The other day, I was discussing the relationship between inequality and innovation with a couple of academics. Although our current political leaders seem to believe that the UK’s growing economic inequality incentivises innovation and growth, the academics point out that the research data suggests that inequality actually reduces the level of innovation.
Having spent my life in innovation, this makes sense.
In companies in which there’s a big difference in status between those at the top and the bottom, it’s very difficult for those at the top and bottom to exchange ideas.
Sometimes this is because they literally never meet. In my first job at turbo-generator manufacturer, CA Parsons, the senior managers all lived on a separate floor of the building, ate in a separate restaurant and parked in a separate car park. They even had a separate lift. We never saw them. They never saw us. Neither of us had any idea what the other was thinking about.
These days, it’s recognised that this is inefficient, so for decades there’s been a process of tearing down walls and winkling managers out of their individual offices to commune with the troops. This is often a painful process, and I’m always amused by the excuses managers come up with as to why they need to keep their offices.
Once people are physically sitting in the same areas, using the same coffee machines, car parks and canteens, in theory it ought to be easier for people to share and develop ideas together. However, it’s remarkable how resistant groups can be. At one of my clients there’s an attractive staff restaurant that’s used by all staff from the Director downwards. But in practice there’s very little mingling: it’s as if most of the tables have invisible labels on that restrict who can sit there. One, near a phone, is even listed in the internal phone book as “cynics’ corner”. Some of us were fantasising about coming in at night to shuffle all the tables around and see what would happen when staff arrived for their morning coffee!
It would probably have ruffled feathers, but shuffling people around is a good way of improving mixing and hence the innovativeness of an organisation. For many years at technology innovators TTP Group, this was almost deliberate policy, so there was a lot of moving of desks. This meant that most people would have at least some new neighbours every 6 months, and would probably find themselves sitting in a different part of the building every few years.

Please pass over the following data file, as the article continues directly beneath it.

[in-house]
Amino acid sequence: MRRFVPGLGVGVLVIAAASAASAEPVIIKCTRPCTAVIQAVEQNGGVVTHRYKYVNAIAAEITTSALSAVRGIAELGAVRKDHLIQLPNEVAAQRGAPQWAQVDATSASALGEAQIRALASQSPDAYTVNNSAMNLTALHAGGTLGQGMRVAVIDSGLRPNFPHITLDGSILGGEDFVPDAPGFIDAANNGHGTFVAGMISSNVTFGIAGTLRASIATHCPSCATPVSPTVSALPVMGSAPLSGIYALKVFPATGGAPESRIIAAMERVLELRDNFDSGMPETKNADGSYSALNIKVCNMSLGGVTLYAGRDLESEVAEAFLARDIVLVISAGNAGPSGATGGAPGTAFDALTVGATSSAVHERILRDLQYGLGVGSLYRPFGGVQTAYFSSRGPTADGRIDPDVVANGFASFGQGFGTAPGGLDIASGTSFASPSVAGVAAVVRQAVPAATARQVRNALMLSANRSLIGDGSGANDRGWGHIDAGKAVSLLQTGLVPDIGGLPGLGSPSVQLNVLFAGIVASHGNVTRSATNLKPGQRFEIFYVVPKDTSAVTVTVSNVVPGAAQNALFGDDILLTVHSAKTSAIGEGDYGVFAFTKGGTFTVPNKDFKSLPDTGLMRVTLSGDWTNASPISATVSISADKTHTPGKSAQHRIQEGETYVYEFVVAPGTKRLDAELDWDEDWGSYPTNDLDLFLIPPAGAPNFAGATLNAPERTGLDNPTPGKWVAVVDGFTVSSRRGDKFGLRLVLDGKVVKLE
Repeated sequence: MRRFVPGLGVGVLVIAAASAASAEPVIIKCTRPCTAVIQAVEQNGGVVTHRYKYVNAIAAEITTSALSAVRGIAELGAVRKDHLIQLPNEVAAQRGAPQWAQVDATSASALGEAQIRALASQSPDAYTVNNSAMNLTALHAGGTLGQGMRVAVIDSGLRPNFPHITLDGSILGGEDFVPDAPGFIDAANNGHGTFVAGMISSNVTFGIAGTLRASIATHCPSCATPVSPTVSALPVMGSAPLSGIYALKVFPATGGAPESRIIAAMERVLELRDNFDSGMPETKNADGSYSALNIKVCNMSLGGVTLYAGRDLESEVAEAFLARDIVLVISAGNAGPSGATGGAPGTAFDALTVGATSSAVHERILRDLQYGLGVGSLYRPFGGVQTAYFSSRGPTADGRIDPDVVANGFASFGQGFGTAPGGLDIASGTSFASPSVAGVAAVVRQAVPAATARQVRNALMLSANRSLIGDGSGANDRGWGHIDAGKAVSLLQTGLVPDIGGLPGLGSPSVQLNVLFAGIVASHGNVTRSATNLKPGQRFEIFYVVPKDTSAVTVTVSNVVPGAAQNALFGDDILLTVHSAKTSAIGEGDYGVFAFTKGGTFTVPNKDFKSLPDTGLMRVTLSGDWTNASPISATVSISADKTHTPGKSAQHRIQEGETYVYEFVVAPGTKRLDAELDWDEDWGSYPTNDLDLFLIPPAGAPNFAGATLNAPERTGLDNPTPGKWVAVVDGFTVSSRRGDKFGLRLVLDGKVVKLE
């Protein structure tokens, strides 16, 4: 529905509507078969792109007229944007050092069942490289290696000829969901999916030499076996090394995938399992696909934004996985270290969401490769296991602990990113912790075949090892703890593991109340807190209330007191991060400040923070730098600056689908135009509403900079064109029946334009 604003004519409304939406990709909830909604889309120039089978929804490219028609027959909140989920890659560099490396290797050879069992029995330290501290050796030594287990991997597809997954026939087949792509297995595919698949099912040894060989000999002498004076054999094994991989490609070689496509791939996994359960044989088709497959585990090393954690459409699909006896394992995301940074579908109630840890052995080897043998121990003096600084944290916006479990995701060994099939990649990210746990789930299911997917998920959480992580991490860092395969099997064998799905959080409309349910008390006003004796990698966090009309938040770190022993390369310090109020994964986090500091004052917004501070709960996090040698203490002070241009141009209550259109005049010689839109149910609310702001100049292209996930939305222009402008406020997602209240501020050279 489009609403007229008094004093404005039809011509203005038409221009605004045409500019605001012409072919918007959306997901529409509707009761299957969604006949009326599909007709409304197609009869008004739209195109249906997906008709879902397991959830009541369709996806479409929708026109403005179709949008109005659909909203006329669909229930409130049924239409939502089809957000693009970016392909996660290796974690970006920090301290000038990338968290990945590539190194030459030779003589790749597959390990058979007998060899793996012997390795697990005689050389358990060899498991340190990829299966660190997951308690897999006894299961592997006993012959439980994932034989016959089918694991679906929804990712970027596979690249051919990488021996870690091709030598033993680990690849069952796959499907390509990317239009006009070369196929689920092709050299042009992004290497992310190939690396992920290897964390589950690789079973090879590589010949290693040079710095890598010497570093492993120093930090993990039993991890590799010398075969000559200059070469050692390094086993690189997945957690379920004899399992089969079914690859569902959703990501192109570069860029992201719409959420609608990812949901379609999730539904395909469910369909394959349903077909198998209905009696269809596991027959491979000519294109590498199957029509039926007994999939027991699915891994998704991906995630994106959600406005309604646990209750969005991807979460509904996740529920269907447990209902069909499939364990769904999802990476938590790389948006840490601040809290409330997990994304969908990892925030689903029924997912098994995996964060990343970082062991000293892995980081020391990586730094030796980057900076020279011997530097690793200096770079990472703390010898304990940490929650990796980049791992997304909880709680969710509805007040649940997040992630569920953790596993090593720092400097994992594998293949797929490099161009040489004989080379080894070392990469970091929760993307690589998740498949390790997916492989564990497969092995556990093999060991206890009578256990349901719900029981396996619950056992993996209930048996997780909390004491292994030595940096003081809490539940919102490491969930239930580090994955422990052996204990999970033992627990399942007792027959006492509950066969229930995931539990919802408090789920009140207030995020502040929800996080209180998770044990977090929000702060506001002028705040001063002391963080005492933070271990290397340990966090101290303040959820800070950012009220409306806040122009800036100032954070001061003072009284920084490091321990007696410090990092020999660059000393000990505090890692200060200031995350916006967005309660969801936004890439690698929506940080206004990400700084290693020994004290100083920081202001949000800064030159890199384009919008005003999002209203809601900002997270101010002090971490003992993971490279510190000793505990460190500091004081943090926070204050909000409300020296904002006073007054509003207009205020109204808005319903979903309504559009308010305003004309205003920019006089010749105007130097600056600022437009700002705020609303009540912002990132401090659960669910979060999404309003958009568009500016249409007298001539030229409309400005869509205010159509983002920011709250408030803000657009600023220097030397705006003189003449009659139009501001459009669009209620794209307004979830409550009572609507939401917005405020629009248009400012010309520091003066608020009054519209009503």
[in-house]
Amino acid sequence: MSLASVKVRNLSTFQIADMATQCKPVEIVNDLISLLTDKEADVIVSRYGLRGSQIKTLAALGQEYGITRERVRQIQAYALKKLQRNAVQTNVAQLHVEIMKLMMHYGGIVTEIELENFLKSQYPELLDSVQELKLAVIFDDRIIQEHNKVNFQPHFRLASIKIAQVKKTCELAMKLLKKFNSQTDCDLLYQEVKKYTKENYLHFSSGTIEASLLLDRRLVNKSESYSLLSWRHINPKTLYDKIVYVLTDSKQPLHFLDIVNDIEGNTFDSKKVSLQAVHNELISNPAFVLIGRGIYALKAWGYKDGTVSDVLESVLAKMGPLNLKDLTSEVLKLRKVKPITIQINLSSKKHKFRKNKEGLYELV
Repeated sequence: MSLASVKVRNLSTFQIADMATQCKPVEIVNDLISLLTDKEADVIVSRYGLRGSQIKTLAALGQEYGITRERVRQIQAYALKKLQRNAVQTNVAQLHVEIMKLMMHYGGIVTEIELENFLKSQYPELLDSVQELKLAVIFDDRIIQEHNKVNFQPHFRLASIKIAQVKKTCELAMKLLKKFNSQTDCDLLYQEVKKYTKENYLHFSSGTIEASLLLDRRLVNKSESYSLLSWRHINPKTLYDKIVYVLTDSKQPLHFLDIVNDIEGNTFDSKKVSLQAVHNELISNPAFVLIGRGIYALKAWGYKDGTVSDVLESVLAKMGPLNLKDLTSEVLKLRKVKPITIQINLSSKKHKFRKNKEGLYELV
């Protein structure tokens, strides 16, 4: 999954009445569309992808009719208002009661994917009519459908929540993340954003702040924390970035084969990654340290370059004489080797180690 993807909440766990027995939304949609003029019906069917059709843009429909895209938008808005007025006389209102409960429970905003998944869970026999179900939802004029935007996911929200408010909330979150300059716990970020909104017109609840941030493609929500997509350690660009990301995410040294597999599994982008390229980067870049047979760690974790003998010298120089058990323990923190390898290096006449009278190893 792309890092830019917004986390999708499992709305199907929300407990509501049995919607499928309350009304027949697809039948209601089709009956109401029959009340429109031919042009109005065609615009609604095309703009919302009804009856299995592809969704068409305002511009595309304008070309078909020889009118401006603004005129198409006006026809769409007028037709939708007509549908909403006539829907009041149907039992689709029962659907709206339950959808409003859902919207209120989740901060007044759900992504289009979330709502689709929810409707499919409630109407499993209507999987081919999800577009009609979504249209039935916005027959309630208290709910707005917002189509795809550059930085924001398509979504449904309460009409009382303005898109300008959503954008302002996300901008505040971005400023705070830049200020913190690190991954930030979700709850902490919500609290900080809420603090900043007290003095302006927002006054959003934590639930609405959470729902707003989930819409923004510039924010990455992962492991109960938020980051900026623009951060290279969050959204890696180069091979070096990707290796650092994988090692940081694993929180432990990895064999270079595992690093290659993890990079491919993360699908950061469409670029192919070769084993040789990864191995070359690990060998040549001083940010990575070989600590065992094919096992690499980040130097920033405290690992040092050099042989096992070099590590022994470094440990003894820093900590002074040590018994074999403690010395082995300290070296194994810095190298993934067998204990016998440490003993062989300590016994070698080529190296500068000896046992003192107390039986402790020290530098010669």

Diversity of experience helps innovation. For example, the first successful domestic bread maker was developed when a Matsushita engineer went to learn from an expert baker about how to make perfect bread. Reading books about it wasn’t sufficient: he had to actually knead dough to get the feel for the twisting, pulling and folding action that would produce the best bread, and then use his engineering skills to develop a simple automated way of doing this.
Inequality reduces innovation, but the converse seems also to be true. The economist and Nobel laureate Edmund Phelps suggests that when societies become less innovative it widens inequality. The suggestion is that this is because innovative firms create wealth for all, just as when Henry Ford invented the mass production of cars, he paid his workers well so they could afford to buy them. In contrast, when firms loose their innovativeness, all that managers can do to improve profitability is to trim costs. And that usually means trimming it from the low paid, not the Board room.
More equal societies may well make it easier to share and combine ideas, but the prospect of becoming extremely rich is very motivating. Without that most entrepreneurs wouldn’t bother to put in the hard work to make their ideas a commercial success.
Cambridge has many success stories to tell, and some successful entrepreneurs have become seriously wealthy as a result. But I find it fascinating how many of Cambridge’s most successful entrepreneurs and innovators are actually very modest about their wealth. In most cases, you would never realise it from the way they dress and behave (although you can often get a hint from the cars they drive!) Many are Business Angels or mentoring young entrepreneurs to help them get started. Many are active as philanthropists, quietly setting up charities or supporting causes they care about.
In some cases they are even being innovative about how to support other innovators, so over the summer, the exclusive Cambridge Capital Group partnered with the young organisation SyndicateRoom to create an innovative business model for crowd funding start ups.
In Cambridge we probably have the best of all worlds for innovation: relatively low levels of social inequality, relatively high levels of support for innovators, with lots of success stories to encourage people to work hard at it.
Given this culture of innovation, it’s not surprising that (according to data complied by centreforcities.org) Cambridge was by far the most innovative city in the country, with 1 patent filed per year per 1000 population. Those still smarting about Cambridge’s disappointing performance in the boat race will be pleased to know that Oxford only managed 1/10th of this.